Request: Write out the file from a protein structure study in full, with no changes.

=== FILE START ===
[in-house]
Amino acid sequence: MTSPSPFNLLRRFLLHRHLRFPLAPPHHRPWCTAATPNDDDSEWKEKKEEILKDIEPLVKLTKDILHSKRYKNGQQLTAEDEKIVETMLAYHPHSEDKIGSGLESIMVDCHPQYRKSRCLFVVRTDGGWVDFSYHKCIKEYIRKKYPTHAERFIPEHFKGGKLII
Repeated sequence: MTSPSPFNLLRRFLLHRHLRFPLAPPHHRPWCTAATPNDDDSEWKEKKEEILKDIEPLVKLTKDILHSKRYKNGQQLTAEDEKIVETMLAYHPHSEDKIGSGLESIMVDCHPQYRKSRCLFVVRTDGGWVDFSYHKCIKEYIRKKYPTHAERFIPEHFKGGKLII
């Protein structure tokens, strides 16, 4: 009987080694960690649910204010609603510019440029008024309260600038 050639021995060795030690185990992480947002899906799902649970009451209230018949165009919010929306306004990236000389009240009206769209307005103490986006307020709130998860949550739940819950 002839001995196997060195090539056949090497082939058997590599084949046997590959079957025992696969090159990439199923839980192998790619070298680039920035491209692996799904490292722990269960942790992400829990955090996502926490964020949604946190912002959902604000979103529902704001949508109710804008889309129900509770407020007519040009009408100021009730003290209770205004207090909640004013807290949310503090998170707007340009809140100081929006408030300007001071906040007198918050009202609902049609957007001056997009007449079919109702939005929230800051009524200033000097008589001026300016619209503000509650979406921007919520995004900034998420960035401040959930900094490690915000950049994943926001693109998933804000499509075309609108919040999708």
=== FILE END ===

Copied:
[in-house]
Amino acid sequence: MTSPSPFNLLRRFLLHRHLRFPLAPPHHRPWCTAATPNDDDSEWKEKKEEILKDIEPLVKLTKDILHSKRYKNGQQLTAEDEKIVETMLAYHPHSEDKIGSGLESIMVDCHPQYRKSRCLFVVRTDGGWVDFSYHKCIKEYIRKKYPTHAERFIPEHFKGGKLII
Repeated sequence: MTSPSPFNLLRRFLLHRHLRFPLAPPHHRPWCTAATPNDDDSEWKEKKEEILKDIEPLVKLTKDILHSKRYKNGQQLTAEDEKIVETMLAYHPHSEDKIGSGLESIMVDCHPQYRKSRCLFVVRTDGGWVDFSYHKCIKEYIRKKYPTHAERFIPEHFKGGKLII
């Protein structure tokens, strides 16, 4: 009987080694960690649910204010609603510019440029008024309260600038 050639021995060795030690185990992480947002899906799902649970009451209230018949165009919010929306306004990236000389009240009206769209307005103490986006307020709130998860949550739940819950 002839001995196997060195090539056949090497082939058997590599084949046997590959079957025992696969090159990439199923839980192998790619070298680039920035491209692996799904490292722990269960942790992400829990955090996502926490964020949604946190912002959902604000979103529902704001949508109710804008889309129900509770407020007519040009009408100021009730003290209770205004207090909640004013807290949310503090998170707007340009809140100081929006408030300007001071906040007198918050009202609902049609957007001056997009007449079919109702939005929230800051009524200033000097008589001026300016619209503000509650979406921007919520995004900034998420960035401040959930900094490690915000950049994943926001693109998933804000499509075309609108919040999708």